It was the first time that His Holiness the Dalai Lama participated in the DSC Jaipur Literature Festival since its inception in 2005. And when he did, almost everybody present at the Diggi Palace, the venue of the festival, quit whatever they were doing and congregated in the front lawns where the spiritual leader spoke to author Pico Iyer on “kinships of faiths”.
Historian Faisal Devji, who was moderating a parallel session on “Afghanistan in transition” at another venue right opposite the front lawns, amusingly asked his audience to sit down “in a non-violent way, as opposed to all the violence taking place on the other side”, referring to the jostling hundreds desperately trying to get a glimpse of the Dalai Lama and hear what he had to say.
The Dalai Lama spoke to author Pico Iyer on “Kinships of faiths: finding the middle way” in keeping with the special focus on “Buddha and Literature” of this year’s edition of the JLF.
Mr. Iyer’s father was a very close friend of the Dalai Lama’s. Even Mr. Iyer himself had played with the Lama during his childhood.
While equipped with the advantage of enjoying such proximity with the great spiritual leader, his book “The Open Road: The Global Journey of the Fourteenth Dalai Lama” has surprisingly few personal details about the Lama.
“The lack of personal details was intentional because I did not want to write a celebrity biography of the Dalai Lama,” Mr. Iyer told The Hindu.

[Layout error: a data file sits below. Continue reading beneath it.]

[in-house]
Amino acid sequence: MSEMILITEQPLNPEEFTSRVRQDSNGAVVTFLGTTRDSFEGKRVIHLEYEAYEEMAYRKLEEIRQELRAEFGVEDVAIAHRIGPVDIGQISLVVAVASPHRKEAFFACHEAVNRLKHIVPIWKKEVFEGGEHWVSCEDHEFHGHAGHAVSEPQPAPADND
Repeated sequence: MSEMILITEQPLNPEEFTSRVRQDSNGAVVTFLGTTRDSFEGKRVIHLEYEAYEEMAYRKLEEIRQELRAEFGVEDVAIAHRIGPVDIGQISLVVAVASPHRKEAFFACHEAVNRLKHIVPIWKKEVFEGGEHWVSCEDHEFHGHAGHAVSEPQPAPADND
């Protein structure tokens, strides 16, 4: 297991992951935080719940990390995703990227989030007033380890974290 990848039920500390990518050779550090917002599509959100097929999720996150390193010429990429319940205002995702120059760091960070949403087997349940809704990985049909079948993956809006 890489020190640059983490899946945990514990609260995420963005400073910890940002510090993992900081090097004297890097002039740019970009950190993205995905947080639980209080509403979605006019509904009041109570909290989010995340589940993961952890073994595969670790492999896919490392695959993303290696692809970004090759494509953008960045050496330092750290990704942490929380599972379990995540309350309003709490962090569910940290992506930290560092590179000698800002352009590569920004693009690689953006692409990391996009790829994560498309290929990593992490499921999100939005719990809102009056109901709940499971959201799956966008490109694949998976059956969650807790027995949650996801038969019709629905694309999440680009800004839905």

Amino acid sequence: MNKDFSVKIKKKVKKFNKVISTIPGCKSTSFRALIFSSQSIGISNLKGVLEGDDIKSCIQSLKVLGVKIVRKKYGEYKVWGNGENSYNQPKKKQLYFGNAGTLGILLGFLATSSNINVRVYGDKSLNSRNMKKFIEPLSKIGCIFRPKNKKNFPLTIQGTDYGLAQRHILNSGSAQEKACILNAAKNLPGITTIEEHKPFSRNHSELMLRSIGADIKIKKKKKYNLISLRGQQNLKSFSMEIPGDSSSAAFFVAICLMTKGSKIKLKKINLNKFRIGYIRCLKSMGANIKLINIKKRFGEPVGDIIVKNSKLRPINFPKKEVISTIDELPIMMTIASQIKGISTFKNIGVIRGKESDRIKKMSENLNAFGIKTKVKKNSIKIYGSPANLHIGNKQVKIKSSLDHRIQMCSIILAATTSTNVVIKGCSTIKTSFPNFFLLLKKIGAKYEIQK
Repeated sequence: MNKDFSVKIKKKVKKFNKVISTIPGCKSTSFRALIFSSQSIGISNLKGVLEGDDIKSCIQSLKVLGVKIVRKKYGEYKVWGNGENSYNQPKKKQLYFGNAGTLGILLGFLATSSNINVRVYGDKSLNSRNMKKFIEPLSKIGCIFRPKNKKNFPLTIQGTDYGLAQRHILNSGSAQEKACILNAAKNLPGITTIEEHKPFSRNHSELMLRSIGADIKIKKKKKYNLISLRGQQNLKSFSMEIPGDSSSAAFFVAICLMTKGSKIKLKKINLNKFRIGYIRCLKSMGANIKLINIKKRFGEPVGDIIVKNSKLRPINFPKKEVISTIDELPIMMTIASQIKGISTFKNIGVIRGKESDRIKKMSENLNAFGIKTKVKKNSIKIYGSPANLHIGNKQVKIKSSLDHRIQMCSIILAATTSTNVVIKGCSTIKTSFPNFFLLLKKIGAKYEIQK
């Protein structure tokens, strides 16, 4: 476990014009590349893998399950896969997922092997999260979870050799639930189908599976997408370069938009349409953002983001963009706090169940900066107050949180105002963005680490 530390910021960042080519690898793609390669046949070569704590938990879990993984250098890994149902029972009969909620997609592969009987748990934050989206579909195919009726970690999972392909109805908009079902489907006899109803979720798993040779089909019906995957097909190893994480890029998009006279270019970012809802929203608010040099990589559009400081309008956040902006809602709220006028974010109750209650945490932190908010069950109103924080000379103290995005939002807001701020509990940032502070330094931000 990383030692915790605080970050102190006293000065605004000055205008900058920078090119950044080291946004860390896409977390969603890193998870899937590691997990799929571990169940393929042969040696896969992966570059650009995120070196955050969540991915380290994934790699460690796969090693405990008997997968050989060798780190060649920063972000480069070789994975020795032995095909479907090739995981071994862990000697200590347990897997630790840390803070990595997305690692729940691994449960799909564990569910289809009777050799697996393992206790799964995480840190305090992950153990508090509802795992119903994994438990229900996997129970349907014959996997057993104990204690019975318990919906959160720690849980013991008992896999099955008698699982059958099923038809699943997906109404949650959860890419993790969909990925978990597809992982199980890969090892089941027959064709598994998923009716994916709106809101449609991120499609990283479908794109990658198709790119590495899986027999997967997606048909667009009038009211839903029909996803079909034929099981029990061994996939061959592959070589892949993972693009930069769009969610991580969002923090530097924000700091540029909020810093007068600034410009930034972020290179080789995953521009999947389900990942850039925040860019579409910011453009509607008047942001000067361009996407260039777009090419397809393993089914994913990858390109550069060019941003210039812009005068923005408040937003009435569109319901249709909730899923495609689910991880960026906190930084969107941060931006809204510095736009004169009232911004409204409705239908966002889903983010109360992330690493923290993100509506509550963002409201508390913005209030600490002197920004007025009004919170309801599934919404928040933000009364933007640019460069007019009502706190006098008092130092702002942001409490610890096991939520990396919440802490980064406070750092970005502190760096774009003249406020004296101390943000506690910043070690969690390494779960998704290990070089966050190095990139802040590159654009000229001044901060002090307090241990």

“I wanted to present him as a symbol of a movement rather a person whose personal life readers would be interested in,” he said.
The Nobel laureate spiritual leader spoke about Ahimsa and India’s contribution to the promotion of secularism, calling India a “living example for the world to see how different religions can exist together for so many centuries”.
“Secularism does not mean disrespecting other religions,” he said, praising the Indian definition of secularism which accorded respect to all religions while not giving preference to any.
True to his self, His Holiness the Dalai Lama lent his ideas of peace and harmony even to the ongoing debate over giving capital punishment to the accused of the Delhi gangrape.
“I do not like the death sentence,” said the Dalai Lama, adding there were other ways to deal with such crimes.
Advocating people to lead non-materialistic lives, the Dalai Lama said the 21 century belonged to dialogue and not to confrontation or violence. He also spoke on various subjects like moral education and peaceful co existence.